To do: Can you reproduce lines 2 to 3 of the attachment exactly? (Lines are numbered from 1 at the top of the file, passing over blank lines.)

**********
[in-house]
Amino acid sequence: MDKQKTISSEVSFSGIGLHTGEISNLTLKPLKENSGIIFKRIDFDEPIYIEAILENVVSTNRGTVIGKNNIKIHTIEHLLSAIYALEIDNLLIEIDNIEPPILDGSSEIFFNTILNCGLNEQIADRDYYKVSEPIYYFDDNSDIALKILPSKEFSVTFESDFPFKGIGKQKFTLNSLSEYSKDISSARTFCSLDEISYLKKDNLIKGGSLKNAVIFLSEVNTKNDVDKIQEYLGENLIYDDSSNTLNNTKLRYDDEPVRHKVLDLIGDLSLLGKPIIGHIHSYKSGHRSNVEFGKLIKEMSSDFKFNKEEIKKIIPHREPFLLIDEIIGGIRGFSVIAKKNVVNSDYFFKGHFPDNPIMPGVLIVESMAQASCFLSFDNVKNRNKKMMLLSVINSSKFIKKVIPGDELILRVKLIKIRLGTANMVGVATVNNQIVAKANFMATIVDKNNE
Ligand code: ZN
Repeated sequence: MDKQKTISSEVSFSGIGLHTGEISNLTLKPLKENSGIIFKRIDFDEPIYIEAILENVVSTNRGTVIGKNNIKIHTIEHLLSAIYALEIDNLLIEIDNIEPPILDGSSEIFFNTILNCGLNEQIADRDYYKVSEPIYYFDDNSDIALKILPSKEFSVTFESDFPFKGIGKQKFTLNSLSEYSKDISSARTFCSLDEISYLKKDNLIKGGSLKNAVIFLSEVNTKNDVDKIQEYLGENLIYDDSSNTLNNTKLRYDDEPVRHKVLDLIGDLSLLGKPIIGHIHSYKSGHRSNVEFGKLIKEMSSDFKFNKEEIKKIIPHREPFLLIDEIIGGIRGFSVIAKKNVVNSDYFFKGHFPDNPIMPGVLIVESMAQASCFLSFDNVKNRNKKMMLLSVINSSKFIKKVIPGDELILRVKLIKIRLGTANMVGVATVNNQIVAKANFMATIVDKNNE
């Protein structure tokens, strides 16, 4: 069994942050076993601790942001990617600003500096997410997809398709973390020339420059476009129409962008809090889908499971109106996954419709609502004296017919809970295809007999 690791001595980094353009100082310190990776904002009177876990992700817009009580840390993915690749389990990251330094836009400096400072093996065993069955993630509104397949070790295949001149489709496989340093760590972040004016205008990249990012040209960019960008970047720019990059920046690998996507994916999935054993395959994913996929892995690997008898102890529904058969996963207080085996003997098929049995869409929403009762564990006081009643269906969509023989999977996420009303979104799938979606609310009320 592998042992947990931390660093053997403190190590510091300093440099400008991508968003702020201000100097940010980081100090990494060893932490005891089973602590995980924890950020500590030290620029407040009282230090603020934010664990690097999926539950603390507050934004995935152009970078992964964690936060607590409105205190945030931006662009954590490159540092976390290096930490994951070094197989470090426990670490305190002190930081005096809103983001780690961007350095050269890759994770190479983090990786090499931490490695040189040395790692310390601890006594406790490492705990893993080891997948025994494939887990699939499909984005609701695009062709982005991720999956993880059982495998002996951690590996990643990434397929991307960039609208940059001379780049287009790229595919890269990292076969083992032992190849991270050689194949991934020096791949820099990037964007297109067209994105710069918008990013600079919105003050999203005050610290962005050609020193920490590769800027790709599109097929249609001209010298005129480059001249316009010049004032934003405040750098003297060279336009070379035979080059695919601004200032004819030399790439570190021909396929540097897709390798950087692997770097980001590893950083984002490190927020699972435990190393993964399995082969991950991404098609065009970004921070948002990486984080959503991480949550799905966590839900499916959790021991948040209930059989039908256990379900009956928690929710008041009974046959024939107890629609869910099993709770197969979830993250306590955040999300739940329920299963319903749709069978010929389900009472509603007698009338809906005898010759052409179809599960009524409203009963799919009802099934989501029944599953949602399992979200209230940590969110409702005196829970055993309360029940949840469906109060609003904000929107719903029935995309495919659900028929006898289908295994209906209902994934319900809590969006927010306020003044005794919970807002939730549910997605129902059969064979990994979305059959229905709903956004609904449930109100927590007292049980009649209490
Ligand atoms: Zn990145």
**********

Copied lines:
Amino acid sequence: MDKQKTISSEVSFSGIGLHTGEISNLTLKPLKENSGIIFKRIDFDEPIYIEAILENVVSTNRGTVIGKNNIKIHTIEHLLSAIYALEIDNLLIEIDNIEPPILDGSSEIFFNTILNCGLNEQIADRDYYKVSEPIYYFDDNSDIALKILPSKEFSVTFESDFPFKGIGKQKFTLNSLSEYSKDISSARTFCSLDEISYLKKDNLIKGGSLKNAVIFLSEVNTKNDVDKIQEYLGENLIYDDSSNTLNNTKLRYDDEPVRHKVLDLIGDLSLLGKPIIGHIHSYKSGHRSNVEFGKLIKEMSSDFKFNKEEIKKIIPHREPFLLIDEIIGGIRGFSVIAKKNVVNSDYFFKGHFPDNPIMPGVLIVESMAQASCFLSFDNVKNRNKKMMLLSVINSSKFIKKVIPGDELILRVKLIKIRLGTANMVGVATVNNQIVAKANFMATIVDKNNE
Ligand code: ZN